Butler's Defense of TAG and Critique of TANG (1996)

Michael Martin

 

Michael Butler in a recent paper published on the Internet has attempted to defend The Transcendental Argument for the Existence of God (TAG) and refute The Transcendental Argument for the NonExistence of God (TANG).[1] In this paper I evaluate his defense and refutation.

Since I have already debated John Frame on the Internet and he has attempted to defend TAG as part of his critique TANG, it will be helpful to use Frame's defense as a baseline for evaluating Butler's defense and critique. I will ask if Butler has added anything new to Frame's argument for TAG and whether Butler has raised any new problems about TANG. Since my debate with Frame proceeded in terms of the three categories of Logic, Science and Ethics, and Butler follows the same format, this paper will take the same approach. In order to avoid repetition I will utilize the arguments I used against Frame against Butler if and when these are relevant, without going into them in any detail. I will first present Butler's views on logic which are similar to Frame's and then see what, if anything, Butler has added. I will then do the same for the science and ethics aspects of TAG. For details of my arguments readers are referred to the original debate with Frame.

Logic

As I understand Butler's argument he takes essentially the same position as Frame: logic is both dependent on God and necessary. Following Frame he hopes that by taking this position he can meet the argument of TANG that if logic is dependent on God it must be contingent. However, Butler makes no attempt to answer my critique of the claim that logic is dependent on God: logic is not dependent on God since there is nothing inconsistent about denying the existence of God but there is in denying the principles of logic. Frame tried to meet my critique by maintaining that God's existence is logically necessary and hence could not be denied. However, Frame gave no reason to suppose this was so except to say that the Bible says so. I argued that this is hardly adequate grounds, that Frame's interpretation of the Bible is questionable, that most Christians reject this interpretation of God's existence, that Frame's position presupposes as a subconclusion a modal version of the deeply flawed Ontological Argument, and that elsewhere in my writings I have shown that, far from God's being logically necessary, God is logically impossible. Unfortunately, Butler does not seem have digested one of the main points made in my debate with Frame and makes no effort to meet my challenge.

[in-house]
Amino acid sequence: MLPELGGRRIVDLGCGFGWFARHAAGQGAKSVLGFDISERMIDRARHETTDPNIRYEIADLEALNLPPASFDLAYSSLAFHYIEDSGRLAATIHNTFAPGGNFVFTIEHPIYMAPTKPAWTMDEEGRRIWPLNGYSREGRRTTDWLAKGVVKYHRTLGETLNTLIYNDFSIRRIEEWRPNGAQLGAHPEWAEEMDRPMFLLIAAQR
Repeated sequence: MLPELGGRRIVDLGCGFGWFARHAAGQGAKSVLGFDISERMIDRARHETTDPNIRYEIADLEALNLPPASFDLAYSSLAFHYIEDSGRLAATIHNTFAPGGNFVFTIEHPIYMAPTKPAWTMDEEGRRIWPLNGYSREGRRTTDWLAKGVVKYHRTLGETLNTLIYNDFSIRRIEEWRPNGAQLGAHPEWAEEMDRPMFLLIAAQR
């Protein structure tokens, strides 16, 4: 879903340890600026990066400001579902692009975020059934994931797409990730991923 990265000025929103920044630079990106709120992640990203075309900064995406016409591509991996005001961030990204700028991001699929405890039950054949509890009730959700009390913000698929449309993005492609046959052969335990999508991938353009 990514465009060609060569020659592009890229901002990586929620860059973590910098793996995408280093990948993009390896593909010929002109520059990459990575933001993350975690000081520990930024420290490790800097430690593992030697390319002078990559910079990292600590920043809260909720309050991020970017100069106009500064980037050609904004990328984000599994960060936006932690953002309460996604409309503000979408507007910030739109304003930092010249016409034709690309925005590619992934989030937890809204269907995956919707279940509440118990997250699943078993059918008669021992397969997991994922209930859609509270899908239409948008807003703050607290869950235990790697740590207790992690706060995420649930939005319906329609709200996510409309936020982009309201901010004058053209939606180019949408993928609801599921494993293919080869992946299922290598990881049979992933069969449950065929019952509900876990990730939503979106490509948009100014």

Does Butler add anything to Frame's position? Yes, he does. He attacks TANG by wrongly assuming that I am committed to materialism. Maintaining that materialism cannot give an account of logic, he says that I as an atheist cannot. But although all materialists are atheists, not all atheists are materialists. Indeed, many atheists have a pluralist ontology. For example, some atheists believe that neither mental events nor numbers can be reduced to material entities. I am not a materialist. I do not know whether mental events are reducible to brain states--the question is still open for me--and I certainly do not think that the principles of logic are so reducible.

The upshot of Butler's defense is that he has utterly failed to defend TAG and refute TANG with respect to logic.

Science